Safer Campuses for Everyone – Preventing and Responding to Sexual Violence. This course is only available to BCIT employees and can be found in Employee Learning on your BCIT Dashboard.
*Note: If you are not an employee or student at BCIT, you will first need to create a BCIT ID, log in with your ID and password to register. Once registered, log in to learn.bcit.ca with your BCIT email address and password to access your online course, it may take up to 24 hours for the course access to become active. As these are not credited courses, and you are not paying a fee, there may be student resources you come across that you are not entitled to access. This would include Student Aid and other financial assistance. Enjoy your learning and we’re happy to support your lifelong learning journey.
This booklet was created to help create an awareness in our staff and students at BCIT. It is a resource to assist them in being part of a respectful, diverse, and inclusive community. This is a living document and will be updated periodically. If you have any questions or comments please email firstname.lastname@example.org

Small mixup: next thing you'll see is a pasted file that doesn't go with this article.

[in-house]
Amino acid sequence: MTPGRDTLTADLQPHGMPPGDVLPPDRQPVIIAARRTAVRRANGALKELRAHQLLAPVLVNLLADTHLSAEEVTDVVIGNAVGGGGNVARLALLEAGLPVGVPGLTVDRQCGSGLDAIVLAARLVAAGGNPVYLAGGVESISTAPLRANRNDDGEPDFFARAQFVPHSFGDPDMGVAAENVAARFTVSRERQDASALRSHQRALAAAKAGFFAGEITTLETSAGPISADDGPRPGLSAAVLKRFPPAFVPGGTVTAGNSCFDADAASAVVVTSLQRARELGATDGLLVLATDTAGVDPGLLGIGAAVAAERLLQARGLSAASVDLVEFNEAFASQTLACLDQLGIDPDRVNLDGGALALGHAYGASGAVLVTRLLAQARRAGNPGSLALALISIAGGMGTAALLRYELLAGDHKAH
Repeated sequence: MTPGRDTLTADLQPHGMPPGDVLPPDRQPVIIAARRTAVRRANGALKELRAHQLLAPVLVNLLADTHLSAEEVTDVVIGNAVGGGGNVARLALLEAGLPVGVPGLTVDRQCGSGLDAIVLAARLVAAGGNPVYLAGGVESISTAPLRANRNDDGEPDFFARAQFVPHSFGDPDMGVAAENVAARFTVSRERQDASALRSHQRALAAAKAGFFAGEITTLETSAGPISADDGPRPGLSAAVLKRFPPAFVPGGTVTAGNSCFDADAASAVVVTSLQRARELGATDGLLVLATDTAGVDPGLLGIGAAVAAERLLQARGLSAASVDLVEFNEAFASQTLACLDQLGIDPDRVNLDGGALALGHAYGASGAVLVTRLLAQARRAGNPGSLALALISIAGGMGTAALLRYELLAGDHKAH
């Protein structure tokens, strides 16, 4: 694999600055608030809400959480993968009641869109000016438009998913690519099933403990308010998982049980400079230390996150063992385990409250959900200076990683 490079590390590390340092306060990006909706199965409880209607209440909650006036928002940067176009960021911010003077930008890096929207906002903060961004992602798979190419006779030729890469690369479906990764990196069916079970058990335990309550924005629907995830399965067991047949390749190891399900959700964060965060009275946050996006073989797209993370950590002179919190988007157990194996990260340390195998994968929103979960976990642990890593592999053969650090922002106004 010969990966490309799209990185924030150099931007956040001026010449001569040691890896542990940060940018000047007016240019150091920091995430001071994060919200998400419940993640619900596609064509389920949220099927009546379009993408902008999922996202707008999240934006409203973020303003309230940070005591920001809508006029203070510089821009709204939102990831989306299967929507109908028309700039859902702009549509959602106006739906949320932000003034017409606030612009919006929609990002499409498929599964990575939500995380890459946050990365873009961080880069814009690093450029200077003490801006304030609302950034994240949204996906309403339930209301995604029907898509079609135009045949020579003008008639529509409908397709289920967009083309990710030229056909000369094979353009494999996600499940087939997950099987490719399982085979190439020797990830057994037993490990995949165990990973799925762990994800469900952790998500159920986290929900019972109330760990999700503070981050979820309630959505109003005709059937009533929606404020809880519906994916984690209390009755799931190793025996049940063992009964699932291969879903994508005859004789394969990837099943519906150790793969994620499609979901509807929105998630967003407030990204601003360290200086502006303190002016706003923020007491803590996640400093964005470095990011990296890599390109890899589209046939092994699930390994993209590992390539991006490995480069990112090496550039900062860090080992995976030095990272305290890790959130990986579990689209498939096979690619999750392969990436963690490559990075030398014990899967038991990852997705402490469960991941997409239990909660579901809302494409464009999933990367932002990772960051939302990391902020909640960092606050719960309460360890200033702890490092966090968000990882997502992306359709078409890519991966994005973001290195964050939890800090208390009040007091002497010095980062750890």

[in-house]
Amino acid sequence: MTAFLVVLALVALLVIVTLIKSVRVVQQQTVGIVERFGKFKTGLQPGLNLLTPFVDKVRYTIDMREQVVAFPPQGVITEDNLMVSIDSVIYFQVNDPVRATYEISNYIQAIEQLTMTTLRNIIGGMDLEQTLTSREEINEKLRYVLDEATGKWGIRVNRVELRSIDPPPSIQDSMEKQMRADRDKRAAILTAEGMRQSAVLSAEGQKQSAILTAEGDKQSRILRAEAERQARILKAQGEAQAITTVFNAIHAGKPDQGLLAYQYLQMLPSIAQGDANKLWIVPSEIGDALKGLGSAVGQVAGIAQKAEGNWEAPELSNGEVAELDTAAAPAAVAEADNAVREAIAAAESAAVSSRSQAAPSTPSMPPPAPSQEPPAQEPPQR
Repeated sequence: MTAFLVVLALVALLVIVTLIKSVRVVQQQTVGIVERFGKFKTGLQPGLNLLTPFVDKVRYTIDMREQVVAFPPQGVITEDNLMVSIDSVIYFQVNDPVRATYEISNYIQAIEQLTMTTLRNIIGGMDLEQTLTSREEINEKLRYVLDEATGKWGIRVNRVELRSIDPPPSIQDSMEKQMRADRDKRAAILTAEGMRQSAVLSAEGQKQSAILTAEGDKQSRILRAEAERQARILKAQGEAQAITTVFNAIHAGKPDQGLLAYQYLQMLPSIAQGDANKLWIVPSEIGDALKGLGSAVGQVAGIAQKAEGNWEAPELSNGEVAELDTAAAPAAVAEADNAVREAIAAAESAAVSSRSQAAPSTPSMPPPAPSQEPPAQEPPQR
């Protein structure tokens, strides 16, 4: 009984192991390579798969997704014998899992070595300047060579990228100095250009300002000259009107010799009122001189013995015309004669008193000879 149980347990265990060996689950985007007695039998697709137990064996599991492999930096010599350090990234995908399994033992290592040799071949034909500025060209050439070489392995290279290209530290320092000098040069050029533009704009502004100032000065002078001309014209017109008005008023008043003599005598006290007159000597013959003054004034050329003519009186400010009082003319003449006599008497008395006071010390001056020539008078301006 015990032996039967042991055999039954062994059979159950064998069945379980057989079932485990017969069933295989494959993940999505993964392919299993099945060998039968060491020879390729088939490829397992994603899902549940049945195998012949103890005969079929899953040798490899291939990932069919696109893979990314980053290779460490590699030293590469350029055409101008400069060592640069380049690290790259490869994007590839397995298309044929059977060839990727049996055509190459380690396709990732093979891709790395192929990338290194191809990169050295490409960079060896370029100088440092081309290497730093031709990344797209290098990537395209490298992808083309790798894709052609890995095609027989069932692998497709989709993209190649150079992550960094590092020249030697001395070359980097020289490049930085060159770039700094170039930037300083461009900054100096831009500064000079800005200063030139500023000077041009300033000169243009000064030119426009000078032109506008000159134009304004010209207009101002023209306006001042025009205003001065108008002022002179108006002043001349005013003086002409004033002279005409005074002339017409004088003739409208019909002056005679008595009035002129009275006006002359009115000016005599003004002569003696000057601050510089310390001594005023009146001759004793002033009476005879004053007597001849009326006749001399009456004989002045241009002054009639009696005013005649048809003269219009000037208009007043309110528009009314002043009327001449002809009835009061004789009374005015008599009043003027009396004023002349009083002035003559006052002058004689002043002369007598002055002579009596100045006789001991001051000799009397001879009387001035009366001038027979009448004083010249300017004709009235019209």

- Banaji, Mahzarin R. Blindspot : Hidden Biases of Good People. New York :Delacorte Press, 2013.
- Anderson, Kare, Getting What you Want, Toronto: Penguin Books Canada Ltd., 1993.
- Butler, Pamela, Self Assertion for Women, San Francisco: Harper and Row, 1981.
- Fisher, Roger and Ury, William, Getting to Yes: Negotiating Agreement Without Giving In, New York, Penguin Books, 1983.
- Kottler, Jeffrey A., Beyond Blame: A New Way of Resolving Conflicts in Relationships, San Francisco, Calif.: Jossey-Bass, 1994
- Miller, S., Wackman, D., Nunnally, E., Faline, C., Straight Talk: A New Way to Get Closer to Others by Saying What You Really Mean, New York: Signet, 1982.
- Scott, Gini Graham, Ph.D., Resolving Conflict, Oakland: Hew Harbinger Publications, Inc., 1990.
- Smith, Manuel, When I Say “No” I Feel Guilty, New York: Bantam Books, 1975.
- Weeks, Dudley, The Eight Essential Steps to Conflict Resolution: Preserving Relationships at Work, at Home and in the Community, New York: J. P. Tarcher-Perigee, 1994.